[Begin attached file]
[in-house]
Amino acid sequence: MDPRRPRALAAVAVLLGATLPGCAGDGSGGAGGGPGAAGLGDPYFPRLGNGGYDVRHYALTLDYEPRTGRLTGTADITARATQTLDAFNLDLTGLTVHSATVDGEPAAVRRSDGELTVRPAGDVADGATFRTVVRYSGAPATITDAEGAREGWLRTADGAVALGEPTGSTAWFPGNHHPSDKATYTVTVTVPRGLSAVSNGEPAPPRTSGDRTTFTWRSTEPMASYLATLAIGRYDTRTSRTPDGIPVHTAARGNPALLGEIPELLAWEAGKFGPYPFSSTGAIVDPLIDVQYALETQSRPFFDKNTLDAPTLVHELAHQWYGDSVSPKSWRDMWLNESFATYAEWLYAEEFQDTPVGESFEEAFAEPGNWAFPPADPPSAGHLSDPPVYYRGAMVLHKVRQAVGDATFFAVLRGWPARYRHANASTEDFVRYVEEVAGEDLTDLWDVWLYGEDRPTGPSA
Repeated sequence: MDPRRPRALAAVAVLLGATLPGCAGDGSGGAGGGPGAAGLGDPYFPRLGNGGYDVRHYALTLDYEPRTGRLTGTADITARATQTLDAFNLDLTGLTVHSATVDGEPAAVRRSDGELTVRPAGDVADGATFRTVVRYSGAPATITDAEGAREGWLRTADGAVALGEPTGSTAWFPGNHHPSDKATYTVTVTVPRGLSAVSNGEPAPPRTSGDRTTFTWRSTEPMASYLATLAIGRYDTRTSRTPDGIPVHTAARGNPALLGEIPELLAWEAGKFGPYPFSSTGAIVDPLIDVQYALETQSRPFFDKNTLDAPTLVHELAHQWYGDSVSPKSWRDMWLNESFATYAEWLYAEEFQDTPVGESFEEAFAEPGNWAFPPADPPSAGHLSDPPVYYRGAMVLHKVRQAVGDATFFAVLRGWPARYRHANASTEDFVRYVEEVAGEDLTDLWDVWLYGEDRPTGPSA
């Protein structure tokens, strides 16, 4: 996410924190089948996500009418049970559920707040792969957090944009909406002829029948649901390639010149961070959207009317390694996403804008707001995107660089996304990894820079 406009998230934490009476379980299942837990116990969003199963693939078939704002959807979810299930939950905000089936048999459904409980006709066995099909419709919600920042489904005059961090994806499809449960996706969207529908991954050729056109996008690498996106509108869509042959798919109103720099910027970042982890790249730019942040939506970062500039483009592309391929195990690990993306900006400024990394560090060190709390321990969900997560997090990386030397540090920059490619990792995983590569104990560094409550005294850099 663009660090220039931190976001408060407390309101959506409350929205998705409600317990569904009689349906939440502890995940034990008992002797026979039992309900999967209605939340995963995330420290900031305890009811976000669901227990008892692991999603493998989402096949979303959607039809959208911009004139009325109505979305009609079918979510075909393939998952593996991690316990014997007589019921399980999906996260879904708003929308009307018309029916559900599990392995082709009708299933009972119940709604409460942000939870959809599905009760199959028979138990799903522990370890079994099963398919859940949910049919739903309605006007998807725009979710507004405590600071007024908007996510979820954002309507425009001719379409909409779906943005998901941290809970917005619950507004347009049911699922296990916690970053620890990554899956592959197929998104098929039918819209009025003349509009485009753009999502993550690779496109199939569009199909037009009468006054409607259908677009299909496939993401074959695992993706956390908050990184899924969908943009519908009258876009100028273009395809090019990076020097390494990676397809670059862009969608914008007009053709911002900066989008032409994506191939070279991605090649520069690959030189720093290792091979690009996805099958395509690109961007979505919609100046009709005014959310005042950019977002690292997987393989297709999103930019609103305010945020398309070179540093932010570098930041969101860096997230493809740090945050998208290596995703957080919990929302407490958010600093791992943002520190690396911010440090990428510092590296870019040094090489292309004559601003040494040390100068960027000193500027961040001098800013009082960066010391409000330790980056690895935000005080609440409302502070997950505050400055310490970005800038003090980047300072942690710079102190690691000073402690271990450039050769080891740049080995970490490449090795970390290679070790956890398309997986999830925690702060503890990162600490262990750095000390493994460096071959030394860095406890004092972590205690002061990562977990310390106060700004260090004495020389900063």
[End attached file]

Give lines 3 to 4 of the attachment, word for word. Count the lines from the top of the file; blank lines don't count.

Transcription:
Repeated sequence: MDPRRPRALAAVAVLLGATLPGCAGDGSGGAGGGPGAAGLGDPYFPRLGNGGYDVRHYALTLDYEPRTGRLTGTADITARATQTLDAFNLDLTGLTVHSATVDGEPAAVRRSDGELTVRPAGDVADGATFRTVVRYSGAPATITDAEGAREGWLRTADGAVALGEPTGSTAWFPGNHHPSDKATYTVTVTVPRGLSAVSNGEPAPPRTSGDRTTFTWRSTEPMASYLATLAIGRYDTRTSRTPDGIPVHTAARGNPALLGEIPELLAWEAGKFGPYPFSSTGAIVDPLIDVQYALETQSRPFFDKNTLDAPTLVHELAHQWYGDSVSPKSWRDMWLNESFATYAEWLYAEEFQDTPVGESFEEAFAEPGNWAFPPADPPSAGHLSDPPVYYRGAMVLHKVRQAVGDATFFAVLRGWPARYRHANASTEDFVRYVEEVAGEDLTDLWDVWLYGEDRPTGPSA
């Protein structure tokens, strides 16, 4: 996410924190089948996500009418049970559920707040792969957090944009909406002829029948649901390639010149961070959207009317390694996403804008707001995107660089996304990894820079 406009998230934490009476379980299942837990116990969003199963693939078939704002959807979810299930939950905000089936048999459904409980006709066995099909419709919600920042489904005059961090994806499809449960996706969207529908991954050729056109996008690498996106509108869509042959798919109103720099910027970042982890790249730019942040939506970062500039483009592309391929195990690990993306900006400024990394560090060190709390321990969900997560997090990386030397540090920059490619990792995983590569104990560094409550005294850099 663009660090220039931190976001408060407390309101959506409350929205998705409600317990569904009689349906939440502890995940034990008992002797026979039992309900999967209605939340995963995330420290900031305890009811976000669901227990008892692991999603493998989402096949979303959607039809959208911009004139009325109505979305009609079918979510075909393939998952593996991690316990014997007589019921399980999906996260879904708003929308009307018309029916559900599990392995082709009708299933009972119940709604409460942000939870959809599905009760199959028979138990799903522990370890079994099963398919859940949910049919739903309605006007998807725009979710507004405590600071007024908007996510979820954002309507425009001719379409909409779906943005998901941290809970917005619950507004347009049911699922296990916690970053620890990554899956592959197929998104098929039918819209009025003349509009485009753009999502993550690779496109199939569009199909037009009468006054409607259908677009299909496939993401074959695992993706956390908050990184899924969908943009519908009258876009100028273009395809090019990076020097390494990676397809670059862009969608914008007009053709911002900066989008032409994506191939070279991605090649520069690959030189720093290792091979690009996805099958395509690109961007979505919609100046009709005014959310005042950019977002690292997987393989297709999103930019609103305010945020398309070179540093932010570098930041969101860096997230493809740090945050998208290596995703957080919990929302407490958010600093791992943002520190690396911010440090990428510092590296870019040094090489292309004559601003040494040390100068960027000193500027961040001098800013009082960066010391409000330790980056690895935000005080609440409302502070997950505050400055310490970005800038003090980047300072942690710079102190690691000073402690271990450039050769080891740049080995970490490449090795970390290679070790956890398309997986999830925690702060503890990162600490262990750095000390493994460096071959030394860095406890004092972590205690002061990562977990310390106060700004260090004495020389900063």